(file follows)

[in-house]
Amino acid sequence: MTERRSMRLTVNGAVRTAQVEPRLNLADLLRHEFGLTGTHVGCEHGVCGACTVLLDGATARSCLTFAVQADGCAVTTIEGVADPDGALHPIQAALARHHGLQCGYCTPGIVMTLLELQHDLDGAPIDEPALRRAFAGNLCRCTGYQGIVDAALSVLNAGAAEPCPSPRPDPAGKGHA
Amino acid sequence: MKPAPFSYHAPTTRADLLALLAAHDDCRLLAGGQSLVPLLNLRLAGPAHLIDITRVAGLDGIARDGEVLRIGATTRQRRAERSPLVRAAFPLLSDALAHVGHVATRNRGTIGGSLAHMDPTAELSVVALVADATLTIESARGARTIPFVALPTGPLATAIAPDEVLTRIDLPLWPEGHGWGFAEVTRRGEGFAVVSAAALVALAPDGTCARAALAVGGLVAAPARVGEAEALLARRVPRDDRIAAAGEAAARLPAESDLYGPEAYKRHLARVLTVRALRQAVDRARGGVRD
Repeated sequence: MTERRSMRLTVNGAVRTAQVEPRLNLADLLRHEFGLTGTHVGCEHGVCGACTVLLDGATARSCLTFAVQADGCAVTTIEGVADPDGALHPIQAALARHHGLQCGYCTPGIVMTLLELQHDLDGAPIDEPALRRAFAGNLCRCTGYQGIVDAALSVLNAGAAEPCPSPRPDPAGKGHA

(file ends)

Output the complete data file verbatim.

[in-house]
Amino acid sequence: MTERRSMRLTVNGAVRTAQVEPRLNLADLLRHEFGLTGTHVGCEHGVCGACTVLLDGATARSCLTFAVQADGCAVTTIEGVADPDGALHPIQAALARHHGLQCGYCTPGIVMTLLELQHDLDGAPIDEPALRRAFAGNLCRCTGYQGIVDAALSVLNAGAAEPCPSPRPDPAGKGHA
Amino acid sequence: MKPAPFSYHAPTTRADLLALLAAHDDCRLLAGGQSLVPLLNLRLAGPAHLIDITRVAGLDGIARDGEVLRIGATTRQRRAERSPLVRAAFPLLSDALAHVGHVATRNRGTIGGSLAHMDPTAELSVVALVADATLTIESARGARTIPFVALPTGPLATAIAPDEVLTRIDLPLWPEGHGWGFAEVTRRGEGFAVVSAAALVALAPDGTCARAALAVGGLVAAPARVGEAEALLARRVPRDDRIAAAGEAAARLPAESDLYGPEAYKRHLARVLTVRALRQAVDRARGGVRD
Repeated sequence: MTERRSMRLTVNGAVRTAQVEPRLNLADLLRHEFGLTGTHVGCEHGVCGACTVLLDGATARSCLTFAVQADGCAVTTIEGVADPDGALHPIQAALARHHGLQCGYCTPGIVMTLLELQHDLDGAPIDEPALRRAFAGNLCRCTGYQGIVDAALSVLNAGAAEPCPSPRPDPAGKGHA